Applying this requirement to conventional temperature sensors dictates that the sensor be installed such that it is parallel to the plane of heat flow for a distance of at least 20 times its diameter. For example, a 0.125" round stainless steel probe must be positioned in the oven so that it lies parallel to the plane of heat flow for 2.5". This can be accomplished by one of two methods: Make a 90o bend in the probe 2.5" from its tip; or position the mounting so that the probe is parallel to the plane of heat flow.

When installing the sensor parallel to the plane of heat flow, it still must be immersed a distance of at least 20 diameters. For a 0.375" dia. probe, this distance is 7.5".



Figures 4 and 5. This schematic (left) is of an oven with heating elements at the bottom. The isotherms are shown as broken lines. The sketch on the right shows the isotherms in an oven with heaters on all sides. In all instances, the correct orientation requires that the thermocouple be installed parallel to the isotherms for a length equal to 20 times the probe diameter. A right-angle thermocouple can be installed without any 90o bends because the probe incorporates this requirement in its design.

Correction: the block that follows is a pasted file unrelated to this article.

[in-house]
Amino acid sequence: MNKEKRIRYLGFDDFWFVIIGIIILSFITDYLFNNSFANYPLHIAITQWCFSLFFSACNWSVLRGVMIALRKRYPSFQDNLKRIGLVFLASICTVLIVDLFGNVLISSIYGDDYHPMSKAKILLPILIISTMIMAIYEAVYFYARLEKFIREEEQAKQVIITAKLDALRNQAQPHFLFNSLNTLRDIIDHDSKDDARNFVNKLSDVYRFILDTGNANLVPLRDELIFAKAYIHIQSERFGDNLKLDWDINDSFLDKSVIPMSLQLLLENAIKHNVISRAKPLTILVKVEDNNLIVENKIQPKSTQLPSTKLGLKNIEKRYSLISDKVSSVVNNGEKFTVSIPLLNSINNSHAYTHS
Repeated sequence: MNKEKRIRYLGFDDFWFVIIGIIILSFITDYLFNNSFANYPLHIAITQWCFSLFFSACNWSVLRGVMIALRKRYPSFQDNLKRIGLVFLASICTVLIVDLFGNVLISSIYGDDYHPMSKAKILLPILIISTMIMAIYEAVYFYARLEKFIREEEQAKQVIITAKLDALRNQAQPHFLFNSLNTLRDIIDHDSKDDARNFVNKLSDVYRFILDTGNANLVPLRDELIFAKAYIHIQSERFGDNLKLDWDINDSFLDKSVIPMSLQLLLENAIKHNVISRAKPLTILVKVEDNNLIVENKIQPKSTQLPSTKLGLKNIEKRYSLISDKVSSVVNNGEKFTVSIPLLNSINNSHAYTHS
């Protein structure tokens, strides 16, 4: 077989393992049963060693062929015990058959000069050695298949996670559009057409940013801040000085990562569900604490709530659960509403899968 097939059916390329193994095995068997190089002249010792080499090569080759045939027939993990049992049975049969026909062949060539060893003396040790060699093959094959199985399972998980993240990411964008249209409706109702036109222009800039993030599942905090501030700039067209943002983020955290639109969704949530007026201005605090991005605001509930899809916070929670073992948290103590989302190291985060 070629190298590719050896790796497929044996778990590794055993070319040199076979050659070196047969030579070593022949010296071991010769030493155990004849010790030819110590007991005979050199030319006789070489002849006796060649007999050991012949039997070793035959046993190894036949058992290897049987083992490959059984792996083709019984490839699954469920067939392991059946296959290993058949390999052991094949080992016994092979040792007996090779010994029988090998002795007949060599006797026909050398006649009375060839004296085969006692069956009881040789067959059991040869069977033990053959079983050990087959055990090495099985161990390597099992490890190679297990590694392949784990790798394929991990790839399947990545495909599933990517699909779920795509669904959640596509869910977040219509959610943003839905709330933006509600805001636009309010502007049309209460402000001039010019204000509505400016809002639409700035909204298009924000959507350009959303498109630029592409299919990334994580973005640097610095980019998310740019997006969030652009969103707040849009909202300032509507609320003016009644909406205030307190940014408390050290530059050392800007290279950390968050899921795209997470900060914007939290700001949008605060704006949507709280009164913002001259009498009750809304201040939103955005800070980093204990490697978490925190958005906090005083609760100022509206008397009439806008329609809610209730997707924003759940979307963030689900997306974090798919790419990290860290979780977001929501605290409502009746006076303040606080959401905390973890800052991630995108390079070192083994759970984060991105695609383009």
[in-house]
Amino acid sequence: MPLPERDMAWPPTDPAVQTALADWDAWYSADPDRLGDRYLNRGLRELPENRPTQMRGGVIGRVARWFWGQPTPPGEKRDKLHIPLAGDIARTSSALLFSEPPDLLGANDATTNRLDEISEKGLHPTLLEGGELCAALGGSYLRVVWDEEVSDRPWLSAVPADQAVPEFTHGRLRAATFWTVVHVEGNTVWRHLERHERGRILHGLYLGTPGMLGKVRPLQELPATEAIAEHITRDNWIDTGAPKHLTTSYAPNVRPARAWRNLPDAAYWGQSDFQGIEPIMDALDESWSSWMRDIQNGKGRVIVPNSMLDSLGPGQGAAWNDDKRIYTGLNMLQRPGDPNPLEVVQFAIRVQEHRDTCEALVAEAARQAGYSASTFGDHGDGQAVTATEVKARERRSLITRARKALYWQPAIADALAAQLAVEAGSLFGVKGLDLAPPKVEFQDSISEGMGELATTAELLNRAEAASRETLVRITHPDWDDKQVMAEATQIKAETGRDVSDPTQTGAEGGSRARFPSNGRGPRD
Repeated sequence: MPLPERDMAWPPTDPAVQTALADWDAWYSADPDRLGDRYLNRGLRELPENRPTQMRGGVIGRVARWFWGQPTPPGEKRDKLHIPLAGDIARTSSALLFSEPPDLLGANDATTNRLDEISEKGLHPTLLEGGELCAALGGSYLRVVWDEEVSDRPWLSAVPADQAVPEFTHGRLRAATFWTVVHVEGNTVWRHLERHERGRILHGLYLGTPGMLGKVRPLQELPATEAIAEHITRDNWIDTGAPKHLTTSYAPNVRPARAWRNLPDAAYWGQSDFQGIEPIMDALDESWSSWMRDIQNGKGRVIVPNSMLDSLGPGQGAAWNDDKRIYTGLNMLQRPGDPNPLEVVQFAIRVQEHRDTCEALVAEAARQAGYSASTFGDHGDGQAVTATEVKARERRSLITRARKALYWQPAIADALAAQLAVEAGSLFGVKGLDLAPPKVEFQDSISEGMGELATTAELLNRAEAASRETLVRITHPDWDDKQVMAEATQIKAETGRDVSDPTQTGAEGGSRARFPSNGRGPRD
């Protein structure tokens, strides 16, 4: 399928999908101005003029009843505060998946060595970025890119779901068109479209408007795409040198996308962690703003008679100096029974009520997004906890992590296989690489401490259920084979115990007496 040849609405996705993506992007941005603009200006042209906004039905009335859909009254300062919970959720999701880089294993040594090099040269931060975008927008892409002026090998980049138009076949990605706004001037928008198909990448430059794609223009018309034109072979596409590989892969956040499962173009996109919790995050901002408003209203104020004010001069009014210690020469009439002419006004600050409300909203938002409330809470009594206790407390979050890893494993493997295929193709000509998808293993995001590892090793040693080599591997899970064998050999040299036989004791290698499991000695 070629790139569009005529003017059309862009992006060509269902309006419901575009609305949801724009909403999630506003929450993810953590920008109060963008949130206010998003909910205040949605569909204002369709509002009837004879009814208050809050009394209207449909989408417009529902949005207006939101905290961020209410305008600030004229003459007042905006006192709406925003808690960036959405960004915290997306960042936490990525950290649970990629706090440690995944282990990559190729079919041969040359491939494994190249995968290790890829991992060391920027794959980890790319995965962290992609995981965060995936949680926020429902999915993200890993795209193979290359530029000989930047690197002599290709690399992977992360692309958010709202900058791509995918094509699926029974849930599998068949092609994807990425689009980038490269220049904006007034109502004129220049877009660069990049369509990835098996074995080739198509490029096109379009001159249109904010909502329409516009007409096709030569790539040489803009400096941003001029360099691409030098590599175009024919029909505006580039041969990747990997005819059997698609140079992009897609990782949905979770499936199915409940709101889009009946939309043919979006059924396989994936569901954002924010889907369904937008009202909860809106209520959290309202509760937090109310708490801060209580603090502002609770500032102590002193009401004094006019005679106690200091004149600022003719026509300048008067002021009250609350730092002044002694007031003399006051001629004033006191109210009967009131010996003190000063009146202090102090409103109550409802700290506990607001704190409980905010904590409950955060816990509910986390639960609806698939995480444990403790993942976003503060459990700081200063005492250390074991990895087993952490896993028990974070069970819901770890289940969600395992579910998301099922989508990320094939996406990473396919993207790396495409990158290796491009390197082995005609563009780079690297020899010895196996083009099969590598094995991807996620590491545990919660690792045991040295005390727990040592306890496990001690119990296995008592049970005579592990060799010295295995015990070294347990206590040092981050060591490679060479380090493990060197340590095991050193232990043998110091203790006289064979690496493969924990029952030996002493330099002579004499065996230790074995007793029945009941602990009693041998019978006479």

Figure 4 is a schematic of a an oven with heating elements at the bottom. The isotherms are shown as broken lines. Figure 5 is a similar sketch showing the isotherms in an oven with heaters on all sides. In all instances, the correct orientation requires that the thermocouple be installed parallel to the isotherms for a length equal to 20 times the probe diameter. A right-angle thermocouple such as the one used in the test described can be installed into an oven without any 90 obends because the probe incorporates this requirement in its design.

A simple test can be performed to determine if your sensor is producing a significant error caused by the stem effect. Replace your current temperature sensor with a similar sensor that has a much smaller diameter. Insert this sensor to the same depth as the original sensor. Compare the indicated temperatures of the two sensors. If the sensor with the smaller diameter indicates a higher temperature than the larger diameter, you have a significant error.

Minimizing errors caused by conduction along the stem of the sensor will greatly improve the accuracy of the measured temperatures.